A Tribute to a 200-Year-Old Tree
I was away the other day when my neighbor had a tree cut down.
I knew the tree and never imagined the woods without it. It was a healthy, solidly anchored 200-year-old silver maple. This tree nurtured generations of wildlife long before so many people lived here. The canopy of this tree fed and sheltered many generations of creatures.
I have not asked my neighbor why he wanted to cut down this tree. I have not asked the community administration why they approved the cut. I suppose the homeowner feared the tree was a threat, and, perceiving this, his first inclination was to cut it down. Did the community association assess the tree before approving its destruction?
I was dismayed when I discovered the tree, once magnificent and alive, lying dead and dismembered with its pieces strewn haphazardly into the surrounding woodlands. I said a prayer for the tree, thanking it for its life and its contribution to the woodlands.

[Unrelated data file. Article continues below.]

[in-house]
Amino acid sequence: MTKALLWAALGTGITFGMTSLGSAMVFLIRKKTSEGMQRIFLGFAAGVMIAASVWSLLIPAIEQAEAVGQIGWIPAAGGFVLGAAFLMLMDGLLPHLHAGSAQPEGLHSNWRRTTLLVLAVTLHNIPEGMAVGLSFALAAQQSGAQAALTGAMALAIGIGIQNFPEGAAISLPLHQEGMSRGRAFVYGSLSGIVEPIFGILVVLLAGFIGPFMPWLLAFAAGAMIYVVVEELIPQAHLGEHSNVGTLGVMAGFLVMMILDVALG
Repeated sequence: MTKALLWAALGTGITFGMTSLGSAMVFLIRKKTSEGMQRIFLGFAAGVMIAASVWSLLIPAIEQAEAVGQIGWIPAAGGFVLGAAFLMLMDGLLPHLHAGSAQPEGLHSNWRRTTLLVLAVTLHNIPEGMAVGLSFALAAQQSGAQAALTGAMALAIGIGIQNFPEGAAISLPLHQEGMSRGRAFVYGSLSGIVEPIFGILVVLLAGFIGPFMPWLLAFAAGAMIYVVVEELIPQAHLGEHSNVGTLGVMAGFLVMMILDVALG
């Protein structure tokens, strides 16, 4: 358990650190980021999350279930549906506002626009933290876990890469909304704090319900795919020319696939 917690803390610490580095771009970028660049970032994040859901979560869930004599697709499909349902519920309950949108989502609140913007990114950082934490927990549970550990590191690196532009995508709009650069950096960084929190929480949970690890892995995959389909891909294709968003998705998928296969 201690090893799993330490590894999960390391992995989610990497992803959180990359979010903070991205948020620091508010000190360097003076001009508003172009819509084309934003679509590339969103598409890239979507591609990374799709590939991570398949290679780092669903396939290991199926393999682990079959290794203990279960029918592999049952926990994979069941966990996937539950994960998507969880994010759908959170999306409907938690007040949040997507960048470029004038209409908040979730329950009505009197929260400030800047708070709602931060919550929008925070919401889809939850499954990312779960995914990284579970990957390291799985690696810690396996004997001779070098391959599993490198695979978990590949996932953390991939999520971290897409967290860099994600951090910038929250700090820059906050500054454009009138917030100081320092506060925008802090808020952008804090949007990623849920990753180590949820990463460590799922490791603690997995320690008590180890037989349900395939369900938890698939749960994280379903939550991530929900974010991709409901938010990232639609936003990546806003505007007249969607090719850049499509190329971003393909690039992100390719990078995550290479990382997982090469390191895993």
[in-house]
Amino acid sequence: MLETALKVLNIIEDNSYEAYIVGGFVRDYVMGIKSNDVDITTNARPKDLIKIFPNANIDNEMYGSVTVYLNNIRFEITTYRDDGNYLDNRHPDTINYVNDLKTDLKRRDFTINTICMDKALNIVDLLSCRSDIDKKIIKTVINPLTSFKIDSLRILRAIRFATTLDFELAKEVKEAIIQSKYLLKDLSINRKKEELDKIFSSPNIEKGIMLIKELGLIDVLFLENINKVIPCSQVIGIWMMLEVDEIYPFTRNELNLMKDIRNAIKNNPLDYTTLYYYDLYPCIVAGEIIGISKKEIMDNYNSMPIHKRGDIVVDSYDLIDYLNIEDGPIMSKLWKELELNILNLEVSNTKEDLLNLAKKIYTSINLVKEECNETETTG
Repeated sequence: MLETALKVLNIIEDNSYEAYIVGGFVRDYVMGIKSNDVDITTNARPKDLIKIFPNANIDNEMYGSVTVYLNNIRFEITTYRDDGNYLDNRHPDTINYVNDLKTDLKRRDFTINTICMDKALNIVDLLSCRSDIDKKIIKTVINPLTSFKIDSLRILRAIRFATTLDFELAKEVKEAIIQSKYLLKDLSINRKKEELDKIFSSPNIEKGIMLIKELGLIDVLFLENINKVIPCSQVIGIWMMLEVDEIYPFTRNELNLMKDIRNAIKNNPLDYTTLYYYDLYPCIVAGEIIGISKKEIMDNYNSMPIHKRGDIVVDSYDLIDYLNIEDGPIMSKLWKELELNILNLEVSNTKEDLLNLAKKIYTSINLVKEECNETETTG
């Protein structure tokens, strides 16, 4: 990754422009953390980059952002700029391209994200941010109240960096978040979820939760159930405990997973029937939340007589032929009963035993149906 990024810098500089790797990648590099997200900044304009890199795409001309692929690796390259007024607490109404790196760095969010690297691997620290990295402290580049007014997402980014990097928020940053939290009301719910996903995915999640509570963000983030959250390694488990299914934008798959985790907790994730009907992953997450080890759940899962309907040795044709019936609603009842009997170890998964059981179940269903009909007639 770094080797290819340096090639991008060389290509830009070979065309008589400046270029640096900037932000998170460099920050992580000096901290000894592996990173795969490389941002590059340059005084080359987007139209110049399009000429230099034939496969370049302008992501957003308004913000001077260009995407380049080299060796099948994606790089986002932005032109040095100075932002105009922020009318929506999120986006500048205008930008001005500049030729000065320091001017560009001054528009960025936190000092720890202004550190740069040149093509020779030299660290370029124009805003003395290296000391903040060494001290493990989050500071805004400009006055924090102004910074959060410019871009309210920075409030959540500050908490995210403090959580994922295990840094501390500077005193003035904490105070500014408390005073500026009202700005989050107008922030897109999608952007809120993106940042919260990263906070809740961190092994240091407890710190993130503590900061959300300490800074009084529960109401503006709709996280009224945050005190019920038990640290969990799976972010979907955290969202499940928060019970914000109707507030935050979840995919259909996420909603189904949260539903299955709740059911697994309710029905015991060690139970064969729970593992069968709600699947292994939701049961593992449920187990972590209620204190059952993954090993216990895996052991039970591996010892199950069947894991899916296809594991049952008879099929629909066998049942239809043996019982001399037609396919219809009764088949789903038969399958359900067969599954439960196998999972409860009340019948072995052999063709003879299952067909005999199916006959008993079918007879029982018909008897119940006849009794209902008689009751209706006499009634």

After this prayer I saw promise. This tree can be a lesson. The large circular pieces, placed using Zen, and their shape, size and weight, became a sculpture, a tribute to the tree. Also, the substance of the tree will remain and continue to nourish the woods.
The branches and leaves, when carefully cut, sized and placed, will serve the same purpose as they decompose. While they break down, they will form plant beds and perform erosion control on the down slope of the wooded hillside.
The new cleared area that was shaded by the crown of the tree is now in sunlight. Mother Nature will inhabit this space with introductory, intermediate and replacement plants and trees over the next century or two. Perhaps one of those saplings, in the year 2217, will become a two-hundred-year old tree.
–Bill Mitchell: Master Watershed Steward of Chesapeake Bay and the South River